In the News

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June 28th, 2017

Juneteenth Rally for Racial Justice in the Classroom!

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In remembrance of Juneteenth, the date on which the last enslaved Africans in the US were freed, students, parents and allies came together to rally for racial justice in the classroom. From the steps of City Hall, we called on the Mayor to make Culturally Responsive Education (CRE) a centerpiece of his second term education agenda.

Culturally Responsive Education includes…

  • A curriculum that reflects all cultures
  • Positive discipline policies
  • Diverse teachers and leadership
  • Cultural competency and anti-bias training for all school staff
  • Transformative parent engagement

Want to learn more about why our children need a culturally responsive education and the positive impacts its had on children throughout the country? Click here!

Want to learn more about the Juneteenth and its historical significance? Click here!

To read the Juneteenth press release, click here!

March 25th, 2017

CEJ Launches Campaign for Culturally Responsive Education!

Saturday, March 25th marked the launch of CEJ’s Campaign for Culturally Responsive Education. Joined by passionate speakers, talented drummers and dancers, and allies from across the city, we marched from the site of New York’s historic First African Free School to the steps of the Department of Education to call for the implementation of Culturally Responsive Education in our children’s schools. Culturally Responsive Education (CRE) connects the academic curriculum to students’ personal experiences and perspectives; helps students build knowledge and pride in their culture, heritage and language; and develop students’ ability to communicate and connect across cultures.

Click here to read CEJ’s Platform for Culturally Responsive Education.

Click here to read the press release!

Click here to read why Culturally Responsive Education is needed, and the positive impact CRE has had in other school districts.

December 8th, 2016

CEJ Calls For “Sanctuary Schools”

On Thursday, December 8th, CEJ parents held a press conference at the NYC Department of Education to call on the NYC Department of Education to do more to make schools a refuge from racism, sexism, xenophobia and homophobia for students and families. In light of the surge of racist and anti-immigrant harassment and crimes in NYC and nationally, the DOE must take a much more proactive role in equipping school staff to support students who are exposed daily to hateful speech and acts through their own experiences, friends and family, and the media; and families who are being threatened with discriminatory federal policies.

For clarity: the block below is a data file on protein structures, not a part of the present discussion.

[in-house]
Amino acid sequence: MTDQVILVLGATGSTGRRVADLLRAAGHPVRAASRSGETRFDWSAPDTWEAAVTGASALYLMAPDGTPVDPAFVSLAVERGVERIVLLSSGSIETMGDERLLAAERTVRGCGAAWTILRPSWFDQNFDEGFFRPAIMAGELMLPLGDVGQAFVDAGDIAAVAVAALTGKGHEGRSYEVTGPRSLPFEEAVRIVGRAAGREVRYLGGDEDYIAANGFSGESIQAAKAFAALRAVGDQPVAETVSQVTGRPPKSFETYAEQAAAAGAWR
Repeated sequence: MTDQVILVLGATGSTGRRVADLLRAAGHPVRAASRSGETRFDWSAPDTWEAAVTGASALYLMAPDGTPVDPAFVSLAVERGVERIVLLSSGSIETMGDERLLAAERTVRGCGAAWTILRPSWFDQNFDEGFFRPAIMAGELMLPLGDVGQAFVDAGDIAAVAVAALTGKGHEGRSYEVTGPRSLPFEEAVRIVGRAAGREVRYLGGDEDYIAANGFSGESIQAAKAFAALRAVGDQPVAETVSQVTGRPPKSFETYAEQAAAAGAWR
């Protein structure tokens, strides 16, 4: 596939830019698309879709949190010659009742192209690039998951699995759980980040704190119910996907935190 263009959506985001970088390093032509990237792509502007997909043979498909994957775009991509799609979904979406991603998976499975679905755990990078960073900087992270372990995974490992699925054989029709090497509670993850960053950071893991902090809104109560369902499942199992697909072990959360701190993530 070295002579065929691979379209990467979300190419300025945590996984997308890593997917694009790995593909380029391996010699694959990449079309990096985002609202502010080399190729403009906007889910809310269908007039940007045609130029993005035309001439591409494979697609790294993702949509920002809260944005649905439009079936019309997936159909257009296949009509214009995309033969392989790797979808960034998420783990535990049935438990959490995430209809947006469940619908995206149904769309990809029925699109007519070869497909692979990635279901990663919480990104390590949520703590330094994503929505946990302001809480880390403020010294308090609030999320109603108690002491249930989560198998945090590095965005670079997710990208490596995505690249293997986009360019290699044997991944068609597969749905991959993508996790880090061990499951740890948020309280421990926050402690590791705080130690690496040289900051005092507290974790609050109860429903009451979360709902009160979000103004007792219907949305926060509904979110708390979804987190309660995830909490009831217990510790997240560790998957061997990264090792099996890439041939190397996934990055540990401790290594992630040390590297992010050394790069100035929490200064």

Click here to read CEJ’s proposal to the DOE for steps to address this need. 

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Click here to read the press release

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Join the campaign by signing up here!

August 9th, 2016

Parent Power School Going Strong!

Parent Power School – Sat, July 30, 2016

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The July Parent Power School of 2016 was centered on power and authority. Participants learned what advocacy is and how it can be a tool for school improvement. Parents were asked to identify their personal approaches to power and authority, and discuss how personal power styles can be utilized for effective advocacy. Through scenarios and role-playing, parents practiced how to prepare for meetings with community stakeholders and government officials on issues in their school districts. Over 100 people attended the session, which was held at the New York City’s Administration for Child Services and conducted in Spanish and English, with food and childcare provided.

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Click below to download some materials from the training!

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June 30th, 2016

Research Shows Schools Need at Least Five Years to See Improvement

On June 14, 2016, The Coalition for Community School Excellence released a research report from the National Education Policy Center indicating that schools need at least 5 years of implementation to show measurable and sustainable school improvement. The report asserts that a large scale school transformation strategy, such as the NYC Community Schools Initiative, only shows interim results in the first 3 to 4 years of implementation and needs at least 5 years to see substantial results. 

Media Advisory for Community Schools Event [June 14 2016]

Time for Improvement

Time for Improvement One-Pager

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